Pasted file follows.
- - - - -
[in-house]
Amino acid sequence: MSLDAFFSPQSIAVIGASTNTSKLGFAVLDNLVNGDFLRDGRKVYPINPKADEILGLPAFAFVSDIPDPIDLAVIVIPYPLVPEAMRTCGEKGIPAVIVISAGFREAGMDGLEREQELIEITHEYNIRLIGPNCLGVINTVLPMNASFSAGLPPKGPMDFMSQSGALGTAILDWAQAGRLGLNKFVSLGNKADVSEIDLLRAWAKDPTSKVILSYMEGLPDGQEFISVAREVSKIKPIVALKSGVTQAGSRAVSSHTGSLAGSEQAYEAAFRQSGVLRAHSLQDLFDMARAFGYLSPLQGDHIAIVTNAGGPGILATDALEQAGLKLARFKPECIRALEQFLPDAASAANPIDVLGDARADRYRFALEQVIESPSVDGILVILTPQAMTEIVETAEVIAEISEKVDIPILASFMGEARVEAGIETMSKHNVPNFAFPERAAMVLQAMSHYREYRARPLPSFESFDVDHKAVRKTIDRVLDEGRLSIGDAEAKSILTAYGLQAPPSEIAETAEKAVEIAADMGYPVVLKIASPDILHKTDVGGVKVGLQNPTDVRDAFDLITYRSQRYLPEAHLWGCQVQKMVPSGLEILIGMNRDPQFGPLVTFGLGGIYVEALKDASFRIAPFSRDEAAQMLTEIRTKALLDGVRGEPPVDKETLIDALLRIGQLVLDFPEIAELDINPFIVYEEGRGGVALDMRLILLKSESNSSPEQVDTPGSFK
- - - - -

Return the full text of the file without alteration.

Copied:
[in-house]
Amino acid sequence: MSLDAFFSPQSIAVIGASTNTSKLGFAVLDNLVNGDFLRDGRKVYPINPKADEILGLPAFAFVSDIPDPIDLAVIVIPYPLVPEAMRTCGEKGIPAVIVISAGFREAGMDGLEREQELIEITHEYNIRLIGPNCLGVINTVLPMNASFSAGLPPKGPMDFMSQSGALGTAILDWAQAGRLGLNKFVSLGNKADVSEIDLLRAWAKDPTSKVILSYMEGLPDGQEFISVAREVSKIKPIVALKSGVTQAGSRAVSSHTGSLAGSEQAYEAAFRQSGVLRAHSLQDLFDMARAFGYLSPLQGDHIAIVTNAGGPGILATDALEQAGLKLARFKPECIRALEQFLPDAASAANPIDVLGDARADRYRFALEQVIESPSVDGILVILTPQAMTEIVETAEVIAEISEKVDIPILASFMGEARVEAGIETMSKHNVPNFAFPERAAMVLQAMSHYREYRARPLPSFESFDVDHKAVRKTIDRVLDEGRLSIGDAEAKSILTAYGLQAPPSEIAETAEKAVEIAADMGYPVVLKIASPDILHKTDVGGVKVGLQNPTDVRDAFDLITYRSQRYLPEAHLWGCQVQKMVPSGLEILIGMNRDPQFGPLVTFGLGGIYVEALKDASFRIAPFSRDEAAQMLTEIRTKALLDGVRGEPPVDKETLIDALLRIGQLVLDFPEIAELDINPFIVYEEGRGGVALDMRLILLKSESNSSPEQVDTPGSFK